CAPR is establishing a genetically engineered mouse model of serous epithelial ovarian carcinoma. The loxP/Cre system is used to perturb the Rb, p53 and/or the Brca1 and Brca2 pathways specifically in the ovaries (Fig. 1). Currently, different induction systems are being tested to determine the most optimal design of serous ovarian cancer model applicable both for mining the basic biology of tumorigenesis in cancer type and subsequently for preclinical drug evaluation: 1) Adeno-Cre infection into the bursa of the ovary by survival surgery at 6 weeks of age. 2) Genetic induction using a tamoxifen-inducible MisIIR-CreER system. 3) Orthotopic transplantation of primary ovarian epithelial cells or ovarian tumor cells into the bursa of syngeneic mice. Preliminary data showed that the combined deletion of Brca1, p53 and the Rb pathway components using adenoviral induction leads to metastatic ovarian cancer with ascites by 10 months post-induction. The impact of genetic mutations and combinations thereof on the onset and progression of the disease is currently being analyzed. Prospective studies are designed to track biomarkers and improve imaging strategies that could be clinically translated and applied for early disease detection. Tumor samples will be subject to cross species omic analyses of human and mouse cancers to identify common molecular signatures that could provide new druggable targets for cancer therapeutics. In the second phase of this project, all three tumor induction approaches will be compared for their applicability for the production of large cohorts for preclinical efficacy determination. As a pilot experiment, the Research and Model Development team of CAPR induced a large cohort of animals featuring several combination of genetic events (pRb inactivation, p53 inactivation and somatically induced mutagenesis, BRCA1/2 inactivation). The induction had been performed via intra-bursa administration of adenovirally transduced Cre recombinase. This cohort of approximately 800 animals developed various stages of ovarian malignancy allowing CAPR scientists to undergo in-depth patho-histologic investigation of resulting tumors, as well as to collect blood, ascites and cancerous vs. benign tissue samples for molecular analyses and establishing primary cell cultures. Collected data are currently analysed by modern bioinformatics approaches by the CCR Bioinformatics Core or in collaboration with Drs. Kohn's and Annunziata's clinical groups. In parallel, in collaboration with Dr. Van Dyke's previous lab at the University of North Carolina, a manuscript is in preparation, describing this specific genetic approach to model the metastatic serous ovarian cancer and molecular observations related to SEOC tumor progression and histopathologic attributes.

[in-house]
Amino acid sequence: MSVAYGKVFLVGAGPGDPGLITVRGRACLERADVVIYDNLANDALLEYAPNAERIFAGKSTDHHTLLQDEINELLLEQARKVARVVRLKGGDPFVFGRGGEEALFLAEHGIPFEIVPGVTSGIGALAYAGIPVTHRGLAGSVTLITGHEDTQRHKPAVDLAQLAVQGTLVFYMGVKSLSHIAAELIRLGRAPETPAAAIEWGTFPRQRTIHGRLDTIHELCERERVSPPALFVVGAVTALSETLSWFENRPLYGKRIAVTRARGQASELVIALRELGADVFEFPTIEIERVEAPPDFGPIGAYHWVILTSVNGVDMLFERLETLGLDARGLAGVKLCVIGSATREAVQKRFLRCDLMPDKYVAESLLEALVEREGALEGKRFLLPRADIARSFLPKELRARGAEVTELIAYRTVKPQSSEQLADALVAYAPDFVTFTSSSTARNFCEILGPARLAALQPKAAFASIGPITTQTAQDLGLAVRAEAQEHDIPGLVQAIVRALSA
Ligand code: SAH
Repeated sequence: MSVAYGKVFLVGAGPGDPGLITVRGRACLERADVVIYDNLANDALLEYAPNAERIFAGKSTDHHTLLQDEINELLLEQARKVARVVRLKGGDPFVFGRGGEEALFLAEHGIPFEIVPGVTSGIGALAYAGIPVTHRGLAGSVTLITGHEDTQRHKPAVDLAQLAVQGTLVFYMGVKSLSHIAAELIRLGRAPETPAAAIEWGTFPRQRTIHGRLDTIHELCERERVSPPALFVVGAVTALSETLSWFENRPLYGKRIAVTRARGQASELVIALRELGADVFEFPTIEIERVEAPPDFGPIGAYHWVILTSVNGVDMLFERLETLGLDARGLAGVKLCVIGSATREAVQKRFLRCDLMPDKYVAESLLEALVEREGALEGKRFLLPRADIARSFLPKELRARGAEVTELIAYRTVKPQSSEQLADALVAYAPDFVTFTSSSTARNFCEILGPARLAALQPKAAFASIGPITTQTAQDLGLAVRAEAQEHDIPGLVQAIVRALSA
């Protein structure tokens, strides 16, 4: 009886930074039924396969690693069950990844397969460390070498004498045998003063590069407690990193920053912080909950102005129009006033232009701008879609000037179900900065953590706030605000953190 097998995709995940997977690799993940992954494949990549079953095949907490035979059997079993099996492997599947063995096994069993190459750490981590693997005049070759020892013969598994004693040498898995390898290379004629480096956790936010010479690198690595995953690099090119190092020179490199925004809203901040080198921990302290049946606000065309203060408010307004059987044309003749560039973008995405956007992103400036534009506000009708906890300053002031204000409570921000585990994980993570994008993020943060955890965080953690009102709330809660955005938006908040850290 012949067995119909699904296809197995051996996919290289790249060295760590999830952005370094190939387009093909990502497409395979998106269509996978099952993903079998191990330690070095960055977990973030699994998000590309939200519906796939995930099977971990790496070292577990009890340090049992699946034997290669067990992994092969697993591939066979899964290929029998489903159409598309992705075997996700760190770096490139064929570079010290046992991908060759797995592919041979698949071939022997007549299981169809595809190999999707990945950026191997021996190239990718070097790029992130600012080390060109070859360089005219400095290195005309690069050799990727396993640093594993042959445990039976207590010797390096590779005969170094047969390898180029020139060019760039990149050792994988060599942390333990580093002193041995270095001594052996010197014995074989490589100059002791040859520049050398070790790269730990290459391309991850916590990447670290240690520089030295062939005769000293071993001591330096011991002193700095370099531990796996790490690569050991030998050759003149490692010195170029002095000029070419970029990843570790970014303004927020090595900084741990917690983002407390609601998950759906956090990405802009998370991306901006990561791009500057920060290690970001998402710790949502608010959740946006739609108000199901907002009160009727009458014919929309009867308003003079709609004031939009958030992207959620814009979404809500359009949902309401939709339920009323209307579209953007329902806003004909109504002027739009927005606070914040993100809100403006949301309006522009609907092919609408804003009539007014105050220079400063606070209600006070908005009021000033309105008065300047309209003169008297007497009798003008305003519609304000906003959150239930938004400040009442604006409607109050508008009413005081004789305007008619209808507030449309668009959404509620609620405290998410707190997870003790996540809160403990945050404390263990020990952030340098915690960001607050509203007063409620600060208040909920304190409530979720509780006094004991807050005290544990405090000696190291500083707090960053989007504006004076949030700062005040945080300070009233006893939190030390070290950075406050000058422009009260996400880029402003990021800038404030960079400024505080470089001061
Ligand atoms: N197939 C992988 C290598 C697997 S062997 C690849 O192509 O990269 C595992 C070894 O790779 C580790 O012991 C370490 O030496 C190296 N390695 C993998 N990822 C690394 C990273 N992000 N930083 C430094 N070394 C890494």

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|Szabova, Ludmila; Yin, Chaoying; Bupp, Sujata et al. (2012) Perturbation of Rb, p53, and Brca1 or Brca2 cooperate in inducing metastatic serous epithelial ovarian cancer. Cancer Res 72:4141-53|
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